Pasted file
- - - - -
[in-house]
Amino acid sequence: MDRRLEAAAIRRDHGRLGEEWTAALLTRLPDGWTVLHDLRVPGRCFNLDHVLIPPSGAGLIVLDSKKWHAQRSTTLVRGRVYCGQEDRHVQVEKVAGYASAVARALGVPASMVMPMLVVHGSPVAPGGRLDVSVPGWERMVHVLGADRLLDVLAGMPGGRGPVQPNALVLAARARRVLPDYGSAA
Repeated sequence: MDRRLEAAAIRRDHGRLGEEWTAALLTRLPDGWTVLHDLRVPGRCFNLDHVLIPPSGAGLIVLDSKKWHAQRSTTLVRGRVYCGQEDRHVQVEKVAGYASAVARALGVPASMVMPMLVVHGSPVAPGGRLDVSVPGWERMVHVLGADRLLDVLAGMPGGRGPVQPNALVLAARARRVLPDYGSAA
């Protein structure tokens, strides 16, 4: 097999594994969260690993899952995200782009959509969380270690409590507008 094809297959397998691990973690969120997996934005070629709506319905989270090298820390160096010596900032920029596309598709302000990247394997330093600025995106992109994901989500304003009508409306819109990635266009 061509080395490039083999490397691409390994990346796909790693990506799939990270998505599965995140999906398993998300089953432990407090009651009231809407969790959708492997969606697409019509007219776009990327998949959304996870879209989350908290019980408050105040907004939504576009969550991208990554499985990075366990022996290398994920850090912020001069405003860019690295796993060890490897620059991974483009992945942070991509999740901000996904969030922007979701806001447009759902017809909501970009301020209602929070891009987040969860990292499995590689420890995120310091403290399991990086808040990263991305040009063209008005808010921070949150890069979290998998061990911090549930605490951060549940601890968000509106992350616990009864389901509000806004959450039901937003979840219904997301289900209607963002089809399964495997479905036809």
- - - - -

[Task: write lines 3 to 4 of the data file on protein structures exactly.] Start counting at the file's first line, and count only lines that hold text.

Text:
Repeated sequence: MDRRLEAAAIRRDHGRLGEEWTAALLTRLPDGWTVLHDLRVPGRCFNLDHVLIPPSGAGLIVLDSKKWHAQRSTTLVRGRVYCGQEDRHVQVEKVAGYASAVARALGVPASMVMPMLVVHGSPVAPGGRLDVSVPGWERMVHVLGADRLLDVLAGMPGGRGPVQPNALVLAARARRVLPDYGSAA
């Protein structure tokens, strides 16, 4: 097999594994969260690993899952995200782009959509969380270690409590507008 094809297959397998691990973690969120997996934005070629709506319905989270090298820390160096010596900032920029596309598709302000990247394997330093600025995106992109994901989500304003009508409306819109990635266009 061509080395490039083999490397691409390994990346796909790693990506799939990270998505599965995140999906398993998300089953432990407090009651009231809407969790959708492997969606697409019509007219776009990327998949959304996870879209989350908290019980408050105040907004939504576009969550991208990554499985990075366990022996290398994920850090912020001069405003860019690295796993060890490897620059991974483009992945942070991509999740901000996904969030922007979701806001447009759902017809909501970009301020209602929070891009987040969860990292499995590689420890995120310091403290399991990086808040990263991305040009063209008005808010921070949150890069979290998998061990911090549930605490951060549940601890968000509106992350616990009864389901509000806004959450039901937003979840219904997301289900209607963002089809399964495997479905036809």